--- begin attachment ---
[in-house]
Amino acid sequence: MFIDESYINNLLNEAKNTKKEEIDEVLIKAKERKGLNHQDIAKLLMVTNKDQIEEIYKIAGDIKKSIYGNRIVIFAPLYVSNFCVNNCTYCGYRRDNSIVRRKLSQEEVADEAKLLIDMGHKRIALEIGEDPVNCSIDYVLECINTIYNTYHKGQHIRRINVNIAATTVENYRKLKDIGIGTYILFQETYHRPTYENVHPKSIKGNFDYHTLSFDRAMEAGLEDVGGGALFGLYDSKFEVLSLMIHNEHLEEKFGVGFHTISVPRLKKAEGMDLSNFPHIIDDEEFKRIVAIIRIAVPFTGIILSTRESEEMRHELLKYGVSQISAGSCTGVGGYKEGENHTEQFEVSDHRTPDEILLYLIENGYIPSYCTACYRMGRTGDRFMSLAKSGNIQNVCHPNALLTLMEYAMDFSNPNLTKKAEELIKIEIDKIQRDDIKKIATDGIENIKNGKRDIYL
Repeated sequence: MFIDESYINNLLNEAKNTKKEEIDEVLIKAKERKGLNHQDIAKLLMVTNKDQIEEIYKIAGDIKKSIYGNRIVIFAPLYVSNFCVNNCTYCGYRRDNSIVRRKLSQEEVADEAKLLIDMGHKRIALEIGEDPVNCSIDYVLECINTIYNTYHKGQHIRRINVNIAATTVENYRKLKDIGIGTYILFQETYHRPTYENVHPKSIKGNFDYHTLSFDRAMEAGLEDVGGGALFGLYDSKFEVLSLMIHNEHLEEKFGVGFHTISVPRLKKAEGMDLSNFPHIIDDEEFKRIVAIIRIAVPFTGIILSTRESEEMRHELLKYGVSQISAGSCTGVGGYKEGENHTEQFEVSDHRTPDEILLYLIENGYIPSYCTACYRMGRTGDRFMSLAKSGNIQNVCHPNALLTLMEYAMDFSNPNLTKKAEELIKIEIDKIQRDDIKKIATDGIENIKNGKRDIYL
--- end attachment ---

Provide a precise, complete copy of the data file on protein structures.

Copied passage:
[in-house]
Amino acid sequence: MFIDESYINNLLNEAKNTKKEEIDEVLIKAKERKGLNHQDIAKLLMVTNKDQIEEIYKIAGDIKKSIYGNRIVIFAPLYVSNFCVNNCTYCGYRRDNSIVRRKLSQEEVADEAKLLIDMGHKRIALEIGEDPVNCSIDYVLECINTIYNTYHKGQHIRRINVNIAATTVENYRKLKDIGIGTYILFQETYHRPTYENVHPKSIKGNFDYHTLSFDRAMEAGLEDVGGGALFGLYDSKFEVLSLMIHNEHLEEKFGVGFHTISVPRLKKAEGMDLSNFPHIIDDEEFKRIVAIIRIAVPFTGIILSTRESEEMRHELLKYGVSQISAGSCTGVGGYKEGENHTEQFEVSDHRTPDEILLYLIENGYIPSYCTACYRMGRTGDRFMSLAKSGNIQNVCHPNALLTLMEYAMDFSNPNLTKKAEELIKIEIDKIQRDDIKKIATDGIENIKNGKRDIYL
Repeated sequence: MFIDESYINNLLNEAKNTKKEEIDEVLIKAKERKGLNHQDIAKLLMVTNKDQIEEIYKIAGDIKKSIYGNRIVIFAPLYVSNFCVNNCTYCGYRRDNSIVRRKLSQEEVADEAKLLIDMGHKRIALEIGEDPVNCSIDYVLECINTIYNTYHKGQHIRRINVNIAATTVENYRKLKDIGIGTYILFQETYHRPTYENVHPKSIKGNFDYHTLSFDRAMEAGLEDVGGGALFGLYDSKFEVLSLMIHNEHLEEKFGVGFHTISVPRLKKAEGMDLSNFPHIIDDEEFKRIVAIIRIAVPFTGIILSTRESEEMRHELLKYGVSQISAGSCTGVGGYKEGENHTEQFEVSDHRTPDEILLYLIENGYIPSYCTACYRMGRTGDRFMSLAKSGNIQNVCHPNALLTLMEYAMDFSNPNLTKKAEELIKIEIDKIQRDDIKKIATDGIENIKNGKRDIYL